/Film reports that sci-fi/video game author Ernest Cline has signed a seven-figure deal with Penguin for his next book. Cline’s first novel Ready Player One is already being made into a major feature with Steve Spielberg directing (and with a possible appearance from Gene Wilder). And the film rights to his second book Armada (only published last month) have already been bought — also for seven figures. Both books examine a world were video games and reality collide.
Literary feuds aren’t like normal ones; often there’s no clear ��he cut me off in the parking lot”-like instigating moment, and that’s the case between David Foster Wallace and Brett Easton Ellis. It seems the bad blood between these two can only be traced as far as some vague, trivial jealousy and lack of acknowledgment. Ellis has been more vocal on the issue (naturally, and somewhat unnervingly, given that Foster Wallace died in 2008); he went on an ill-judged Twitter rant against the deceased author in 2012. After that, you’d think he would let the matter rest, but no, the release of The End of The Tour — which chronicles Wallace during the Infinite Jest promotional tour — has given Ellis another excuse to sharpen his knife. In a review of the film for The Talk House, Ellis opens by dissing Infinite Jest, calling Wallace’s journalism “bloated” and “condescending”, and saying that his Kenyon commencement speech was “pure BS.”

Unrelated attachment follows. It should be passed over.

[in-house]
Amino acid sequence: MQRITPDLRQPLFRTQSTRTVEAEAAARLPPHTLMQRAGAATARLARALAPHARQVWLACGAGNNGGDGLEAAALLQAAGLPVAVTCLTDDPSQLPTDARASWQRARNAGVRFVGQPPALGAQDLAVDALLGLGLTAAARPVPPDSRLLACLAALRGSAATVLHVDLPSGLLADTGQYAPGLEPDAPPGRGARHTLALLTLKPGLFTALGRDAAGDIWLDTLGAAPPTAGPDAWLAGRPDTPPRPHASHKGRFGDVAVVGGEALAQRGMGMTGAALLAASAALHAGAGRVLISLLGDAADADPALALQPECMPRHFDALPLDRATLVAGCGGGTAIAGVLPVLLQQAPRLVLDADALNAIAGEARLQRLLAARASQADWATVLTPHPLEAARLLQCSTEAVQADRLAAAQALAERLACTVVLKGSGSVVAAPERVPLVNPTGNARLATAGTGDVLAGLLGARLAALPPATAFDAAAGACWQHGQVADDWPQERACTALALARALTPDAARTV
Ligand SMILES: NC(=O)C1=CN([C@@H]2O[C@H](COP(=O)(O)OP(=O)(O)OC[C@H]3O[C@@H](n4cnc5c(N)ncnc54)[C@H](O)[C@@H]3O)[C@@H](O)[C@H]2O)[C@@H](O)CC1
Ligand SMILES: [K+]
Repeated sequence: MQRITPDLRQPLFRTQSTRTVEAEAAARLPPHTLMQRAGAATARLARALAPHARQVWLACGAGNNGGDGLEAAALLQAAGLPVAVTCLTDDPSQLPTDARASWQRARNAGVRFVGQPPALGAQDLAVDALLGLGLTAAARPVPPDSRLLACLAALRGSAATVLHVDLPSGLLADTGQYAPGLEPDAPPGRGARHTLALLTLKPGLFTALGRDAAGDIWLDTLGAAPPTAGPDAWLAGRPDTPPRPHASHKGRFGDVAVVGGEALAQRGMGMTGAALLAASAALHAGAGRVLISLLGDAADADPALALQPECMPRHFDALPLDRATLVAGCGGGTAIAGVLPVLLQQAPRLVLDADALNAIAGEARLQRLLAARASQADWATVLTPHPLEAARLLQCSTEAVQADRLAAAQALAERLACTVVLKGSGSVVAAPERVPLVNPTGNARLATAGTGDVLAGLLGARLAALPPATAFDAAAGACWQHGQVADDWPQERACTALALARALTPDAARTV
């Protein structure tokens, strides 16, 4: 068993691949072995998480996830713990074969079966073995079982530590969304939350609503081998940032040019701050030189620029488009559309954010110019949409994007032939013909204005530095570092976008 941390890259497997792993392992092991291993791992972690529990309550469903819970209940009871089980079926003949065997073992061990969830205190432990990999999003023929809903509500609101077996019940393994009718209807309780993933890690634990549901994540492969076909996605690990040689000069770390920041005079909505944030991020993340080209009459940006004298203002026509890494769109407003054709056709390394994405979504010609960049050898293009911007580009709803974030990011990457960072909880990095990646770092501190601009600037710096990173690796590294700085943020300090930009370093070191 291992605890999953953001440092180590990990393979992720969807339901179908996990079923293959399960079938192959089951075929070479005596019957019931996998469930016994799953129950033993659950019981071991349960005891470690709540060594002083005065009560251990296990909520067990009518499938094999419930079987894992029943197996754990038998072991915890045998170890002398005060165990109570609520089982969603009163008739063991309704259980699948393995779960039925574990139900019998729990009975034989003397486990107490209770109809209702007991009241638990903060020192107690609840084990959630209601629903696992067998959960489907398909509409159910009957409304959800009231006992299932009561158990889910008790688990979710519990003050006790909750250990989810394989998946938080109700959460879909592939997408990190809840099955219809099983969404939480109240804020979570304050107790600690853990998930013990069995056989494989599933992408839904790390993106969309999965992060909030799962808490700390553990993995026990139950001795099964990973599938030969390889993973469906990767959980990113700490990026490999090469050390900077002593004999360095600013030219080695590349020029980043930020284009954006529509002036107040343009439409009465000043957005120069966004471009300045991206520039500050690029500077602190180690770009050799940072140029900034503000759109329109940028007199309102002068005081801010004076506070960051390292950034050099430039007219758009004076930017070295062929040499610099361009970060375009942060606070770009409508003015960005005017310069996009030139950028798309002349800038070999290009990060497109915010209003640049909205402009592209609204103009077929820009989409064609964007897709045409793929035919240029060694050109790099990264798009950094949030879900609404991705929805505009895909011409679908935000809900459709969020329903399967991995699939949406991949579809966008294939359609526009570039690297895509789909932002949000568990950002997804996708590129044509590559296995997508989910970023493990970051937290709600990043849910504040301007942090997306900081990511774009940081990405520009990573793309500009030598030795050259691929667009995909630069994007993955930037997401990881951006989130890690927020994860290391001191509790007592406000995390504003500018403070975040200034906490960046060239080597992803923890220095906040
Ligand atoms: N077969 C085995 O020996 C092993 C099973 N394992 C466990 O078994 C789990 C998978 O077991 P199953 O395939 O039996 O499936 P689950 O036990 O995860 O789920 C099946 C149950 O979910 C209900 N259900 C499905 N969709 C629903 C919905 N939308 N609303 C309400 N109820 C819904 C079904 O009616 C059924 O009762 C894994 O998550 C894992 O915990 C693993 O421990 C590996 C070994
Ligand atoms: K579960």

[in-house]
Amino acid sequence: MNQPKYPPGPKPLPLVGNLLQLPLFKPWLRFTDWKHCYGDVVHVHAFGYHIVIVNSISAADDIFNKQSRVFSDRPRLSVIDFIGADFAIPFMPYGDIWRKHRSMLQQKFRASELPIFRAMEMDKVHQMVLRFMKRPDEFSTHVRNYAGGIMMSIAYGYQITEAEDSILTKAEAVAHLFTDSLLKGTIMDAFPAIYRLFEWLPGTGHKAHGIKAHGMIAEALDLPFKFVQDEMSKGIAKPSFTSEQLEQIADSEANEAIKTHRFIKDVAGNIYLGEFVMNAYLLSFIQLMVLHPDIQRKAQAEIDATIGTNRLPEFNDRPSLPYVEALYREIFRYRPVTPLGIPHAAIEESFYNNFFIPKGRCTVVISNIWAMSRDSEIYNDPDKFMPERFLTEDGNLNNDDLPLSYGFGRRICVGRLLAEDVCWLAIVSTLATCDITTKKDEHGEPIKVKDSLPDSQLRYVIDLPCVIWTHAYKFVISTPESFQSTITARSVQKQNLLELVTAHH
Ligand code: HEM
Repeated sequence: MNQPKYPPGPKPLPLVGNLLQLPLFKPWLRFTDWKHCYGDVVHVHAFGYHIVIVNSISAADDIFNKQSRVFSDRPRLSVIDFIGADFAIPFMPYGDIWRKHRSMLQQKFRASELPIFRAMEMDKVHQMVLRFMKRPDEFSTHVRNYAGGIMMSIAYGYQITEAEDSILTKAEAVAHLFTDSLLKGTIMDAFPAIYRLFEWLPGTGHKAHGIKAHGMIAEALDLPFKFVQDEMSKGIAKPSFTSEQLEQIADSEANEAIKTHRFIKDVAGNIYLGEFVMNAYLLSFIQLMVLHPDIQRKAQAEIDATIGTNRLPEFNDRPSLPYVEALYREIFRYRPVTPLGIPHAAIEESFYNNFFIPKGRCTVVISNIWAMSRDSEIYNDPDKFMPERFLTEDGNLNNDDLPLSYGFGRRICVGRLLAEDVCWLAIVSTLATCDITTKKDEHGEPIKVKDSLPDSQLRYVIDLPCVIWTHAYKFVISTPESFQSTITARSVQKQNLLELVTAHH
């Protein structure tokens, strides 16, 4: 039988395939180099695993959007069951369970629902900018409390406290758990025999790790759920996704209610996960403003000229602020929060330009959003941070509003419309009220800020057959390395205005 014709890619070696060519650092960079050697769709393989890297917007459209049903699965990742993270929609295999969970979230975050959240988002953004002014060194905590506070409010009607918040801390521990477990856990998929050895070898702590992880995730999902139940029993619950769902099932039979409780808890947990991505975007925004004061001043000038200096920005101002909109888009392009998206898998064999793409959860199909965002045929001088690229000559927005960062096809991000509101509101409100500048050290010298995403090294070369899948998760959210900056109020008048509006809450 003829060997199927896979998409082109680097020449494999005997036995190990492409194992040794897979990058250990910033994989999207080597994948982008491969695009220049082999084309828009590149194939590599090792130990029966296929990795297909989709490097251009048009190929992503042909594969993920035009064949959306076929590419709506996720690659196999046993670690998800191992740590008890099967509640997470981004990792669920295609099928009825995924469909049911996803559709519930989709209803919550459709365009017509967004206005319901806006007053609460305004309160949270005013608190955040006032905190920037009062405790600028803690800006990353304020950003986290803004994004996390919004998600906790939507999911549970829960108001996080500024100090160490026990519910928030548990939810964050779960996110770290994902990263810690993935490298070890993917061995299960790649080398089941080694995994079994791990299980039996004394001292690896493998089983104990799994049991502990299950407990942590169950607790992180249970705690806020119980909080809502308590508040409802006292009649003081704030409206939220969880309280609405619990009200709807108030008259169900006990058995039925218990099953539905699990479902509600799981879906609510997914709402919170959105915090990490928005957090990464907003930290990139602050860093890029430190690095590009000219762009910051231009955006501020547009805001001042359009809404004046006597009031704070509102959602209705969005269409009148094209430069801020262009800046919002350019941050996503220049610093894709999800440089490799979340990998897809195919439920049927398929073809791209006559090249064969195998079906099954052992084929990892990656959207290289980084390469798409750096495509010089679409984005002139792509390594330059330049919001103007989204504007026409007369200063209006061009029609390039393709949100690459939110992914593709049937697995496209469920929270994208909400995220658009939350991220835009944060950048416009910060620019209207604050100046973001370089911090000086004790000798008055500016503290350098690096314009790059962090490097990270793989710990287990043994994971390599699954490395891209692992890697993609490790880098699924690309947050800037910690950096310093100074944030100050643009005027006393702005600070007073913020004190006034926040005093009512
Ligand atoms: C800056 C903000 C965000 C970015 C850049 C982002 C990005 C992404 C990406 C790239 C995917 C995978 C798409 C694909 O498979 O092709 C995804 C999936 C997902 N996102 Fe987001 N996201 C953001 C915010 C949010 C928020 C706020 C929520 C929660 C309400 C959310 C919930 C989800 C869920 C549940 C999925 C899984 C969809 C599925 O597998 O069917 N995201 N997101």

Watching Ant-Man, many were struck by the thought “What would this be like if Werner Herzog was the director?” Okay, so maybe very few were struck by that thought, but if you were one of those few you can have your curiosity answered thanks to YouTuber Patrick Willems. The Mary Sue has shared his video of how a Herzog Ant-Man might have looked. It gets extra credit for imitating Herzog’s idiosyncratic ability to make the mundane sound utterly amazing.